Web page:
Replacement PCB Replicates Early 80s Modem

It’s certainly been a few decades, but plenty of us remember a time before widespread access to broadband internet, when connections were generally made over phone lines using acoustic modems. In the 90s these could connect you to AOL and Napster well enough, but in the early 80s the speeds were barely enough to read text as it loaded. A company called Hayes set out to change this with some of the first useful, widely-available modems for the PCs at the time. While they couldn’t keep up with the changing times there’s still a retro community that has these antiques, and to modernize it a bit this drop-in replacement for the PCBs replicates these old modems almost exactly.

The new PCB is equipped with everything needed to get a retro computer online again, including all the ports to connect a computer without any further modifications. It houses a few modern upgrades beyond its on-board processors, though. Rather than needing an actual acoustic coupled phone, this one has an ESP32 which gives it wireless capability. But the replacement PCB maintains the look and feel of the original hardware by replicating the red status LEDs at the front, fitting into the original Hayes cases with no modifications needed at all, and even includes a small speaker through which it can replicate the various tones, handshakes, and other audio cues that those of us nostalgic for this new online era remember quite well.

For those looking for a retro feel without the hassle of getting antique networking equipment functional again, this type of upgrade that preserves the essence of the original hardware is an excellent way of keeping retro computers functional on modern networking equipment. But if you absolutely must get the networking equipment exactly right down to the last patch cable, you might end up having to build your own ISP from scratch.

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Old Prius Gets Upgraded Batteries

So many of the batteries made today are lithium batteries of some sort, from mobile phones, laptops, and drones to electric cars and grid storage solutions. But this technology is relatively new; even as late as the 90s and early 00s the only widely-available batteries for things like power tools or the new hybrid vehicles coming on the market were nickel-metal hydride (NiMH). While it was good for the time, they don’t hold up to all of the advantages lithium has. There’s still plenty of hybrid vehicles on the road using these batteries, so if you’re driving an older Prius and want to give it a modern refresh, there’s a quick option to swap your old batteries.

Despite lithium technology being available for several decades, the switch to lithium for the Toyota Prius wasn’t instant, with many variants still using NiMH batteries as late as the 2020s largely because the NiMH batteries are less expensive and less maintenance-intensive than lithium batteries are. As these batteries lose capacity, the cars are still driveable but the advantages of the hybrid drivetrain won’t be as accessible anymore. The upgrade, from a company called Project Lithium, replaces these batteries with modern lithium technology that can improve the efficiency and performance of these cars even above their original capabilities since lithium batteries have more power density.

With the Toyota Prius being among the most reliable vehicles on the road thanks to the electric motor in the hybrid drivetrain taking a lot of stress off of the internal combustion engine, it’s often worth upgrading these old batteries to modern ones to squeeze every last mile from these workhorses as possible. With many of the replacement processes being almost as simple as lifting out an old battery and placing a new one in, it can be a no-brainer if that’s the only issue with the vehicle otherwise. This is also true of all-electric vehicles as well, although the process to replace the battery can be a little more involved.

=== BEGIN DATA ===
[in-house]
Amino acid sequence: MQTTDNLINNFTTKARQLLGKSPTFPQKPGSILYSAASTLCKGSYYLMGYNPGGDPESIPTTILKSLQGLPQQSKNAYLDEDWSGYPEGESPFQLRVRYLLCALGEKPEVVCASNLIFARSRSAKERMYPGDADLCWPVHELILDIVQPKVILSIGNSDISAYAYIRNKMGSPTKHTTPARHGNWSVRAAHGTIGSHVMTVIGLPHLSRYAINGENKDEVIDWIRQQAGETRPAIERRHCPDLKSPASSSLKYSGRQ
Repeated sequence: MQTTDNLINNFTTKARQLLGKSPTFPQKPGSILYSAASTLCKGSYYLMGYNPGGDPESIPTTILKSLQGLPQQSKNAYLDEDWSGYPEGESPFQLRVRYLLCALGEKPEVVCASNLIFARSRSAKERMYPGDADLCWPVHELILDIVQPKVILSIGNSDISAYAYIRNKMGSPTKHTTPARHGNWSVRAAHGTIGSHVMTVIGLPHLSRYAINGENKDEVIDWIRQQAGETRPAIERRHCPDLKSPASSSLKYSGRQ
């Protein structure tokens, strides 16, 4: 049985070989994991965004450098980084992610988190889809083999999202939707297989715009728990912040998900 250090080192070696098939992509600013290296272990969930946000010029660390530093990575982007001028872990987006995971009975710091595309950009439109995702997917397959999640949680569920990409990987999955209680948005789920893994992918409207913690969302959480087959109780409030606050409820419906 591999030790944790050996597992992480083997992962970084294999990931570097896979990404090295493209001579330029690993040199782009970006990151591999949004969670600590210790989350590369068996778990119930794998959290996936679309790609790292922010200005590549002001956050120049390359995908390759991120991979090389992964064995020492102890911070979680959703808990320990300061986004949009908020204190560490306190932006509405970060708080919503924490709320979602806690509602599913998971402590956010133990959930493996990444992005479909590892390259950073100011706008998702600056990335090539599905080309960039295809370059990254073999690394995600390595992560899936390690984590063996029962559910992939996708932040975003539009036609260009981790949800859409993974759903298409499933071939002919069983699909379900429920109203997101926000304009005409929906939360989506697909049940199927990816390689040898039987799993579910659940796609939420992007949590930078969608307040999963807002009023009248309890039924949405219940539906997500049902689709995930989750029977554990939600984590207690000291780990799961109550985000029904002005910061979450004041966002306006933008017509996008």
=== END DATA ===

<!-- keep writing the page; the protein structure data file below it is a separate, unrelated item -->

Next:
Thanks to [JohnU] for the tip!

Vintage HP-25 Calculator Gets Wireless Charging

[Jan Rychter] really likes his multiple HP-25C calculators, but the original battery pack design is crude and outdated. No problem — he whips up a replacement using Fusion 360 to design an enclosure, prints a few on his SLS 3D printer, and packs them with LiPo batteries and Qi/WPC wireless charging circuits.

In his blog post, he explains the goals and various design decisions and compromises that he made along the way. We like [Jan]’s frank honesty as he remarks on something we have all been guilty of at one time or another:

In the end, I went with design decisions which might not be optimal, but in this case (with low power requirements) provide acceptable performance. In other words, I winged it.

One problem which proved difficult to solve was how to provide a low battery indicator. Since low voltage on a LiPo is different from the original HP-25’s NiCad cells, it wasn’t straightforward, especially since [Jan] challenged himself to build this without using a microcontroller. He discovered that the HP-25’s internal low battery circuit was triggered by a voltage of 2.1 volts or lower.

In a really clever hack, [Jan] came up with the idea of using an MCU reset supervisor chip with a low voltage threshold of 3.0 volts, which corresponds with the low voltage threshold of the LiPo battery he is using. The reset signal from the supervisor chip then drives one of the pins of the TPS62740 programmable buck converter, changing its output from 2.5 volts to 2.1 volts.

This project is interesting on several levels — extending the life of a useful but end-of-life calculator, improving the original battery design and introducing new charging techniques not available in the early 1970s, and it is something that a hobbyist can afford to do in a home electronics lab. We do wonder, could such a modification could turn an HP-25 into an HP-25C?

We’ve written about battery pack replacement project before, including one for the Sony Discman and another for an electric drill. Let us know if you have any battery pack replacement success (or failure) stories in the comments below.

Burned Out SKR E3 Mini Gets New Stepper Driver

It didn’t take long to figure out that a dead X axis and an message saying “TMC CONNECTION ERROR” meant that one of the stepper drivers on the SKR E3 Mini 3D printer control board had released the magic smoke. Manufacturer BigTreeTech replaced the board under warranty, and the printer was back up and running in short order. But instead of tossing it in the trash, [Simon] wondered how hard it would be to repair the dead board.

Removing the original stepper driver IC.